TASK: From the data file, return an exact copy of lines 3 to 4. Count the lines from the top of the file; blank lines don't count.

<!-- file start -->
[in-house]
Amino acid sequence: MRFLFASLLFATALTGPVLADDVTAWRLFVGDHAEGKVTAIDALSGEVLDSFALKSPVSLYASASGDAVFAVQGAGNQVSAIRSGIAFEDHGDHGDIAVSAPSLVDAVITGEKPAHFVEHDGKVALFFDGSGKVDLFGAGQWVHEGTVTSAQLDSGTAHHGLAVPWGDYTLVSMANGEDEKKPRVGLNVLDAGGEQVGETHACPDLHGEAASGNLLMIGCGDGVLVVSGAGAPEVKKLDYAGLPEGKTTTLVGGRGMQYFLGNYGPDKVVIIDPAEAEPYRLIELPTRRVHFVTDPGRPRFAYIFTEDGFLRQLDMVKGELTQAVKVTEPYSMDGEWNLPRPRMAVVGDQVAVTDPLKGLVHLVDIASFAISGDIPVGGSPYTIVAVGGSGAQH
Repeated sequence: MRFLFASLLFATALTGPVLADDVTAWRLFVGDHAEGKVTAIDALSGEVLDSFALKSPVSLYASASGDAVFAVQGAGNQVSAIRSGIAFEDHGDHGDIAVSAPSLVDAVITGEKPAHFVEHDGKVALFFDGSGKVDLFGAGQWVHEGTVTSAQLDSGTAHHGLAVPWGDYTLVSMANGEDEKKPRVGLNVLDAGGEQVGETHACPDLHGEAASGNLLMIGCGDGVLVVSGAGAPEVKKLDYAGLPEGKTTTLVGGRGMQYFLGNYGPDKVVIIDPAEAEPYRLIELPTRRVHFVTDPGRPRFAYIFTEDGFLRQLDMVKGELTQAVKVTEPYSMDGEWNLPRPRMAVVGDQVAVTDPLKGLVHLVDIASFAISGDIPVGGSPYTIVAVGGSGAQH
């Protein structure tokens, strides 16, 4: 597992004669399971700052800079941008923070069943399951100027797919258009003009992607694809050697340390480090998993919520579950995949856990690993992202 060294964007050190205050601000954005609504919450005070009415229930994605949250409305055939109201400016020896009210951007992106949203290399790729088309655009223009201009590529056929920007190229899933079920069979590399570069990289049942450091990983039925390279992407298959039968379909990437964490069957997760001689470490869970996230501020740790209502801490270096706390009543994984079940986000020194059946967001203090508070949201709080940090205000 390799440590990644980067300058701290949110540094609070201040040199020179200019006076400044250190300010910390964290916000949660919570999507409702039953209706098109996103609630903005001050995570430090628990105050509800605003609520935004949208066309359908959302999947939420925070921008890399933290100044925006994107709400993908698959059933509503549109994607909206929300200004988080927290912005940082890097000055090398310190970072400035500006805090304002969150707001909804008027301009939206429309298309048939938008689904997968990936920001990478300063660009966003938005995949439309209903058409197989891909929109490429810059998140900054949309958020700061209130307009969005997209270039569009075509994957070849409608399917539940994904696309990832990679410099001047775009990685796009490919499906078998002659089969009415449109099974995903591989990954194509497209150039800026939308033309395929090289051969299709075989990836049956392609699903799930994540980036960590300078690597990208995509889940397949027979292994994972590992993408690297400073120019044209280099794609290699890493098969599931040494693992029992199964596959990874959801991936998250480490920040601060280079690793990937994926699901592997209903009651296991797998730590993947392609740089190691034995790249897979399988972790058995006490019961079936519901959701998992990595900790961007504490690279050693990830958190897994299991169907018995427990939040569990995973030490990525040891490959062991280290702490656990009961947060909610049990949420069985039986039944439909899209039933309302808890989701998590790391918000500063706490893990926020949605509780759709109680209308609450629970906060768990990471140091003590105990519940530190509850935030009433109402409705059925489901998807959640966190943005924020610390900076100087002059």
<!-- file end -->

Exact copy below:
Repeated sequence: MRFLFASLLFATALTGPVLADDVTAWRLFVGDHAEGKVTAIDALSGEVLDSFALKSPVSLYASASGDAVFAVQGAGNQVSAIRSGIAFEDHGDHGDIAVSAPSLVDAVITGEKPAHFVEHDGKVALFFDGSGKVDLFGAGQWVHEGTVTSAQLDSGTAHHGLAVPWGDYTLVSMANGEDEKKPRVGLNVLDAGGEQVGETHACPDLHGEAASGNLLMIGCGDGVLVVSGAGAPEVKKLDYAGLPEGKTTTLVGGRGMQYFLGNYGPDKVVIIDPAEAEPYRLIELPTRRVHFVTDPGRPRFAYIFTEDGFLRQLDMVKGELTQAVKVTEPYSMDGEWNLPRPRMAVVGDQVAVTDPLKGLVHLVDIASFAISGDIPVGGSPYTIVAVGGSGAQH
């Protein structure tokens, strides 16, 4: 597992004669399971700052800079941008923070069943399951100027797919258009003009992607694809050697340390480090998993919520579950995949856990690993992202 060294964007050190205050601000954005609504919450005070009415229930994605949250409305055939109201400016020896009210951007992106949203290399790729088309655009223009201009590529056929920007190229899933079920069979590399570069990289049942450091990983039925390279992407298959039968379909990437964490069957997760001689470490869970996230501020740790209502801490270096706390009543994984079940986000020194059946967001203090508070949201709080940090205000 390799440590990644980067300058701290949110540094609070201040040199020179200019006076400044250190300010910390964290916000949660919570999507409702039953209706098109996103609630903005001050995570430090628990105050509800605003609520935004949208066309359908959302999947939420925070921008890399933290100044925006994107709400993908698959059933509503549109994607909206929300200004988080927290912005940082890097000055090398310190970072400035500006805090304002969150707001909804008027301009939206429309298309048939938008689904997968990936920001990478300063660009966003938005995949439309209903058409197989891909929109490429810059998140900054949309958020700061209130307009969005997209270039569009075509994957070849409608399917539940994904696309990832990679410099001047775009990685796009490919499906078998002659089969009415449109099974995903591989990954194509497209150039800026939308033309395929090289051969299709075989990836049956392609699903799930994540980036960590300078690597990208995509889940397949027979292994994972590992993408690297400073120019044209280099794609290699890493098969599931040494693992029992199964596959990874959801991936998250480490920040601060280079690793990937994926699901592997209903009651296991797998730590993947392609740089190691034995790249897979399988972790058995006490019961079936519901959701998992990595900790961007504490690279050693990830958190897994299991169907018995427990939040569990995973030490990525040891490959062991280290702490656990009961947060909610049990949420069985039986039944439909899209039933309302808890989701998590790391918000500063706490893990926020949605509780759709109680209308609450629970906060768990990471140091003590105990519940530190509850935030009433109402409705059925489901998807959640966190943005924020610390900076100087002059």